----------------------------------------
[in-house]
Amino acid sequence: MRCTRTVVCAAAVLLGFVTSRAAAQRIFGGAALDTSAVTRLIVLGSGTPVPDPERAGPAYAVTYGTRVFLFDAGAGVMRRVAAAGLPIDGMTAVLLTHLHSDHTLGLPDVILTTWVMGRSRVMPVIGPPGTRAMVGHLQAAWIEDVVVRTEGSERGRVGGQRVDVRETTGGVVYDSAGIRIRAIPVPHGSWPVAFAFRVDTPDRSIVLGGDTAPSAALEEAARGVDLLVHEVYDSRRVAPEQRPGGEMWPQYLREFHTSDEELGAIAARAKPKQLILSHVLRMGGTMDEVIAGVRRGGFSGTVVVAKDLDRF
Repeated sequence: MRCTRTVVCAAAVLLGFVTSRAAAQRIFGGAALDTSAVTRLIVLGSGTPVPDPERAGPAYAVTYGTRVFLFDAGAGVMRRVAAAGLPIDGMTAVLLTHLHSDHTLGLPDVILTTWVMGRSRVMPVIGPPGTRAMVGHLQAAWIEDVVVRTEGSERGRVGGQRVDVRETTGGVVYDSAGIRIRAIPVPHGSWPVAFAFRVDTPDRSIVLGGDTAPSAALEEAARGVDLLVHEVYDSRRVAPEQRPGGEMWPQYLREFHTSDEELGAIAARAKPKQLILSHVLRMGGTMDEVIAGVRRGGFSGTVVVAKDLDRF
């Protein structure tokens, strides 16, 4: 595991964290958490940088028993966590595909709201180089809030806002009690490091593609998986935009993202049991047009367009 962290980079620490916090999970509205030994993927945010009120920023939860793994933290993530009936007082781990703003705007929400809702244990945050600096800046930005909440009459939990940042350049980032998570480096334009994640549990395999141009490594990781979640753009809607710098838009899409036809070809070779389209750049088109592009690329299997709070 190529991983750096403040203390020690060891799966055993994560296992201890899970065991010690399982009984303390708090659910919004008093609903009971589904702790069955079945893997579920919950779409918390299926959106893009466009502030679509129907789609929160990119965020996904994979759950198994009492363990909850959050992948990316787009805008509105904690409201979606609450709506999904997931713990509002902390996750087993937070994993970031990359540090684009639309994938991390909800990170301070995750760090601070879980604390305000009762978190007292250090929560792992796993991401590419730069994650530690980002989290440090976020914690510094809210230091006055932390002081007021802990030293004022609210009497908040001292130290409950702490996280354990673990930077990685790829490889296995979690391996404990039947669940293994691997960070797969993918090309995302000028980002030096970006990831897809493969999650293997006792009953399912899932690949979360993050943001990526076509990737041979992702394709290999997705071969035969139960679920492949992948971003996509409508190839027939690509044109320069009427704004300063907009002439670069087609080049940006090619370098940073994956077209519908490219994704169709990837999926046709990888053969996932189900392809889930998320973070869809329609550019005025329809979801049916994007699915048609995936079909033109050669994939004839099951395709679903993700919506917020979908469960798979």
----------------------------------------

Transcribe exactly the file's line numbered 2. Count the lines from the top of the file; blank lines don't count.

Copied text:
Amino acid sequence: MRCTRTVVCAAAVLLGFVTSRAAAQRIFGGAALDTSAVTRLIVLGSGTPVPDPERAGPAYAVTYGTRVFLFDAGAGVMRRVAAAGLPIDGMTAVLLTHLHSDHTLGLPDVILTTWVMGRSRVMPVIGPPGTRAMVGHLQAAWIEDVVVRTEGSERGRVGGQRVDVRETTGGVVYDSAGIRIRAIPVPHGSWPVAFAFRVDTPDRSIVLGGDTAPSAALEEAARGVDLLVHEVYDSRRVAPEQRPGGEMWPQYLREFHTSDEELGAIAARAKPKQLILSHVLRMGGTMDEVIAGVRRGGFSGTVVVAKDLDRF